Friday, May 29, 2020

Strange Fruit—Murfin Home Confinement Music Festival 2020

Strange Fruit sung by Billie Holiday

We interrupt our Home Confinement Music Festival to take sad and outraged note of another deadly plague—the lynching of Blacks and other people of color due to lives devalued by systematic racism and white privilege.  Yes, the lynchings that Ida B. Wells wrote about 130 years ago, that the NAACP investigated and exposed beginning 100 years ago, and that Billie Holiday sang about 80 years ago are still with us, they just look different.  Most of the time instead of hangman’s nooses or stakes and pyres we now have police violence and white nationalist inspired vigilantism, Instead of a howling mob we can have a single white woman set up a Black man for possible police execution with a feigned hysterical call.

This poster is being sold to raise money for the ACLU's continued responses to police violence and murder;
The same old shit wrapped up in a pretty bow for the 21st Century.  Just ask George Floyd, Breanna Taylor, Amand Aurbry, and Christopher Cooper to name just a few of the most recent victims.

AbelMeeropol cited this photograph of the lynching of Thomas Shipp and Abram Smith, August 7, 1930, as inspiring his poem.
Strange Fruit was written in 1937 as a poem by Abel Meeropol, a Jewish poet, writer, teacher, activist and songwriter under his pseudonym Lewis Allan, as a protest against lynchings.  He published the poem under the title Bitter Fruit in The New York Teacher, a Teachers Union magazine.  He had asked others, notably Earl Robinson to set his poems to music, he wrote the music for Strange Fruit himself. Meeropol, his wife Anne, and Black vocalist Laura Duncan performed it at Madison Square Garden rally.

Abel Meeropol wrote the kyric and music for Strange Fruit and first sang with his wife Anne at a Madison Square Garden rally 1939.

Accounts are conflicting on exactly how nightclub chanteuse and band singer Billie Holiday got the song.  We do know that despite fearing to sing it because it might make her a target of racial assault herself, that she first performed in in 1939 at Café Society in Greenwich Village, New York's first integrated nightclub.  She continued to sing the piece, making it a regular part of her live performances with special demands for her performance venues—she would close with it; waiters had to stop all service in advance; the room would be in darkness except for a spotlight on Holiday’s face; and there would be no encore. During the musical introduction to the song, Holiday stood with her eyes closed, as if she were evoking a prayer.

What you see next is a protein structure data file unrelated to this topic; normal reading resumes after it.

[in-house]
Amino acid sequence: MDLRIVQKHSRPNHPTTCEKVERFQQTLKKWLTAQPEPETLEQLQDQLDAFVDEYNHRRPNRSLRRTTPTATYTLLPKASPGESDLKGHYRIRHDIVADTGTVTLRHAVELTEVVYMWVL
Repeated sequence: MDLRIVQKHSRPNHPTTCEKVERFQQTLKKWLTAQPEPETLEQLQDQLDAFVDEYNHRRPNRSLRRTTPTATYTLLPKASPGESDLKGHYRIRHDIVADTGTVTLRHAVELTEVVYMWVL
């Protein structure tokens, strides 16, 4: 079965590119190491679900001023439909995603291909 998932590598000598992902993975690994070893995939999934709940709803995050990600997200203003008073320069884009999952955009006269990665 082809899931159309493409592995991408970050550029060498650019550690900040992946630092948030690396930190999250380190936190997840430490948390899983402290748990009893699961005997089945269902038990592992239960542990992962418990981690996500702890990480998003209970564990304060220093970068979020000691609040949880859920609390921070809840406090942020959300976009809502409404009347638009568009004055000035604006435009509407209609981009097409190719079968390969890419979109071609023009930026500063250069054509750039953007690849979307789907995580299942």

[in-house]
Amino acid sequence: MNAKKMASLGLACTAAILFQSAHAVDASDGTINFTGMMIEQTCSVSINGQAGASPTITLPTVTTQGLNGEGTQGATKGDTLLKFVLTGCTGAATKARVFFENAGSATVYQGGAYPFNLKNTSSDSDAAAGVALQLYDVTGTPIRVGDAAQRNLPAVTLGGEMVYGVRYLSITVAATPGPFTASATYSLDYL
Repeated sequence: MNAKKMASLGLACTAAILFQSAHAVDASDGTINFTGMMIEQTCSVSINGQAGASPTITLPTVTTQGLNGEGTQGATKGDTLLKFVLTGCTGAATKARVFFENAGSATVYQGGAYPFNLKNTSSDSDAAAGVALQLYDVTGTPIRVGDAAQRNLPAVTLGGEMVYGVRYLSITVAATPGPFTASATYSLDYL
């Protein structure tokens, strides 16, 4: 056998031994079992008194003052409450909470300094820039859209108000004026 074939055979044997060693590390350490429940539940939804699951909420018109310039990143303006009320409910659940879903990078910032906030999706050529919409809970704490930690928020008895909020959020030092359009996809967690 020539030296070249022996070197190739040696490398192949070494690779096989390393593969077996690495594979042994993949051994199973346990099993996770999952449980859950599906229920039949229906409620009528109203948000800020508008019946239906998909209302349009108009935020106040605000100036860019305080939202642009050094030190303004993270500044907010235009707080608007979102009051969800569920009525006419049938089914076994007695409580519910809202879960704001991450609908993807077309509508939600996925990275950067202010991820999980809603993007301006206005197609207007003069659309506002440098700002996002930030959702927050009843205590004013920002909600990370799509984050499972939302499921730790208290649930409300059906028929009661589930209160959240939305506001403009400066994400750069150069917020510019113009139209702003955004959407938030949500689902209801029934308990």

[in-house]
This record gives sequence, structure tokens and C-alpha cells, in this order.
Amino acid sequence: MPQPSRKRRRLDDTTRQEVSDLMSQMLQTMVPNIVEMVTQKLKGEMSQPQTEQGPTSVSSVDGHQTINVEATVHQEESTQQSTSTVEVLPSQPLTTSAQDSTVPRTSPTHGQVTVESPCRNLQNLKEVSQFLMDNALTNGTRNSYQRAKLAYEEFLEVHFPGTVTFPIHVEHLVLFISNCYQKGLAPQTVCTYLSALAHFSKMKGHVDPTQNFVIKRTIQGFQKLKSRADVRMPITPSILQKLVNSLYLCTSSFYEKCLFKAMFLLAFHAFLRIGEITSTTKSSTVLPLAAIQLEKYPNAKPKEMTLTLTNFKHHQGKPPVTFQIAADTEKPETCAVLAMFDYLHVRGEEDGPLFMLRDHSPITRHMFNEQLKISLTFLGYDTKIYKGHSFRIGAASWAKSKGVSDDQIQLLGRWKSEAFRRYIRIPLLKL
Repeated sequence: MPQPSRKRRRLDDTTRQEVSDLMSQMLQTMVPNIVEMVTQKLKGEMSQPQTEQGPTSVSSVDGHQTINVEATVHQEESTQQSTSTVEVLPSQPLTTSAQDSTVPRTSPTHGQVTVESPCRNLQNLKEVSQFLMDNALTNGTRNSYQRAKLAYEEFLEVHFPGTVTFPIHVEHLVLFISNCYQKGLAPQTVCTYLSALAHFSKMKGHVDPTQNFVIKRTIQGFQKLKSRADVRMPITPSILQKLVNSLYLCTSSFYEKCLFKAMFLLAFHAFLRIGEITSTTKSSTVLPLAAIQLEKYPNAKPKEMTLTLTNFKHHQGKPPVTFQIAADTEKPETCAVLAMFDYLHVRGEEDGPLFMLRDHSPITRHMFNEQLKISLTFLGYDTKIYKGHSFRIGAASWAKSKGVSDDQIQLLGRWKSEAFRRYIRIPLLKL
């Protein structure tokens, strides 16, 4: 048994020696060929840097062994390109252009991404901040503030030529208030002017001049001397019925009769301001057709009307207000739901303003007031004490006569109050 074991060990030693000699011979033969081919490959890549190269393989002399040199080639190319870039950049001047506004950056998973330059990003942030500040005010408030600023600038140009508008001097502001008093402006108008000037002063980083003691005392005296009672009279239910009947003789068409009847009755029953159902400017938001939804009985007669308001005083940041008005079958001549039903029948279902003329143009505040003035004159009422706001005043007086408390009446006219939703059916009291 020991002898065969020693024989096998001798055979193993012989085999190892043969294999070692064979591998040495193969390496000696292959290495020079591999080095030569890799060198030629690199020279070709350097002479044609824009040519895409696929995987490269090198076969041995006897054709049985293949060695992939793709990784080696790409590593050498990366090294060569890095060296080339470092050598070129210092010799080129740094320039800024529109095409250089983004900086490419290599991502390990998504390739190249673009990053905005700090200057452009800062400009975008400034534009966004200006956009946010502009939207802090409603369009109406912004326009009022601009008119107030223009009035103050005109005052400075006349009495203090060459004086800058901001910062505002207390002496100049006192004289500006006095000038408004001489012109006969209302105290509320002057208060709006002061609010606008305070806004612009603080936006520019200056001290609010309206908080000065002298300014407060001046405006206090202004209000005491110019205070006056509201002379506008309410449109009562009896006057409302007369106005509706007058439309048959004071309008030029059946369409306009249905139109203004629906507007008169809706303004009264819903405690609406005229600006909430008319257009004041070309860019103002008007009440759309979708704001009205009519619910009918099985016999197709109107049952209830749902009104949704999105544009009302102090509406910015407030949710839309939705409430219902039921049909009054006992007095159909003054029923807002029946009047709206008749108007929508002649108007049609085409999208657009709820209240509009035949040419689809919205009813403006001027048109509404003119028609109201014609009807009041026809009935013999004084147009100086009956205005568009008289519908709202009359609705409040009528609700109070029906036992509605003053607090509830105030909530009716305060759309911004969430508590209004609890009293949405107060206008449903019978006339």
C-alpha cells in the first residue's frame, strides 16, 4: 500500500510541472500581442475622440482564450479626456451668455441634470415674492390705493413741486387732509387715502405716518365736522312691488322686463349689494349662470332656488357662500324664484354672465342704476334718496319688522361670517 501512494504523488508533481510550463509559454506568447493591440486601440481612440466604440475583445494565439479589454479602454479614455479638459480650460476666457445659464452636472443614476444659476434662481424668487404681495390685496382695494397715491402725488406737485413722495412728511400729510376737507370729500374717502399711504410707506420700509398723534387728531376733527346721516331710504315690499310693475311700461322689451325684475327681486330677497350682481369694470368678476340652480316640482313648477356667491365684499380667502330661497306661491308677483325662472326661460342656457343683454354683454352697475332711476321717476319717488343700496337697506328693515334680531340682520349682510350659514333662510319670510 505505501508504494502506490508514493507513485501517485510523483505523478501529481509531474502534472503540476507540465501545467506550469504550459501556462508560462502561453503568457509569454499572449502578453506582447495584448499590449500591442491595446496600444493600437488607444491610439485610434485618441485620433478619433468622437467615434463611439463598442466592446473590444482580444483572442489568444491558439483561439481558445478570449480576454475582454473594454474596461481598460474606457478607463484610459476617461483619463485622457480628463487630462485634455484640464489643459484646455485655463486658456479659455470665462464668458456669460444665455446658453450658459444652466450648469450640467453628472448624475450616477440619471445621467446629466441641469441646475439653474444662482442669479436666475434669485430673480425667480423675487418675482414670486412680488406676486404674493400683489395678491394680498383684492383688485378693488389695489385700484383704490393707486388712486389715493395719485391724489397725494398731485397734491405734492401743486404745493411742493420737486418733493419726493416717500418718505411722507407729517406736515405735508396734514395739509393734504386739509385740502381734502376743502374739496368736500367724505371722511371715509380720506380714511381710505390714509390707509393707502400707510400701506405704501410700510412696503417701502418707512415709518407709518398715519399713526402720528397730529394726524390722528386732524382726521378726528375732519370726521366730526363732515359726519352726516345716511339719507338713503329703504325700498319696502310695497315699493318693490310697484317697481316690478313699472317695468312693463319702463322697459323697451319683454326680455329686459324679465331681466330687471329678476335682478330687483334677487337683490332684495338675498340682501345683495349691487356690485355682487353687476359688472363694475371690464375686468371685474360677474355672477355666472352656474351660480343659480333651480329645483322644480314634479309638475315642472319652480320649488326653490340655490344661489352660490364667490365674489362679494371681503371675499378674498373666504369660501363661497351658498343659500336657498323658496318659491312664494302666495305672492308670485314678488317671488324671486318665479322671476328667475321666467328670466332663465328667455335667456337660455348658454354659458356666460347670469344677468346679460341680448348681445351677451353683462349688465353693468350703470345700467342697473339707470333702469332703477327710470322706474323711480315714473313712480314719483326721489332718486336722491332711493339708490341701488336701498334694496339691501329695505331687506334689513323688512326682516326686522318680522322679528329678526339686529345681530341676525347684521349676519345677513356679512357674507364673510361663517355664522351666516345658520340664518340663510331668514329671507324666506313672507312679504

Fearing boycotts Southern record stores and retribution against the affiliates of its CBS Radio Network Holliday’s regular label, Columbia Records, refused to issue a recording and her regular producer John Hammond, usually an outspoken liberal, refused to work on it.  Eventually Milt Gabler, whose Commodore label produced alternative jazz, got one time agreement from Columbia to release a version with Frankie Newton's eight-piece Cafe Society Band on April 20, 1939.

A photographer captured Billie Holiday singing Strange Fruit as she recorded it in 1939
Holiday recorded two major sessions with the one in 1939 and another in 1944. The song was highly regarded; the 1939 recording eventually sold a million copies, in time becoming Holiday’s biggest-selling recording.  She continued to sing it live in all of her appearances for the rest of her troubled life.  She became so identified with the song that she is often credited erroneously as a writer or co-writer.
The song has been covered by others, most notably in a searing performance by Nina SimoneDiana Ross sang it in the 1972 bio pick Lady Sings the Blues

The movie poster for the melodramatic bio-pic Lady Sings the Blues.

The extraordinary honors for Holiday’s masterpiece recording include:  election to the Grammy Hall of Fame in 1978; Best Song of the Century by Time magazine in 1999; one of 50 recordings chosen that in 2002 to add to the National Recording Registry by the Library of Congress; one of the Top 20 Political Songs by The New Statesman in 2010; as the #1 of 100 Songs of the South by The Atlanta Journal-Constitution in 2011; and t was also included in the list of Songs of the Century by the Recording Industry of America and the National Endowment for the Arts.
Once described a “declaration of war” and “the beginning of the Civil Rights Movement,” Strange Fruit horribly relevant yet again.

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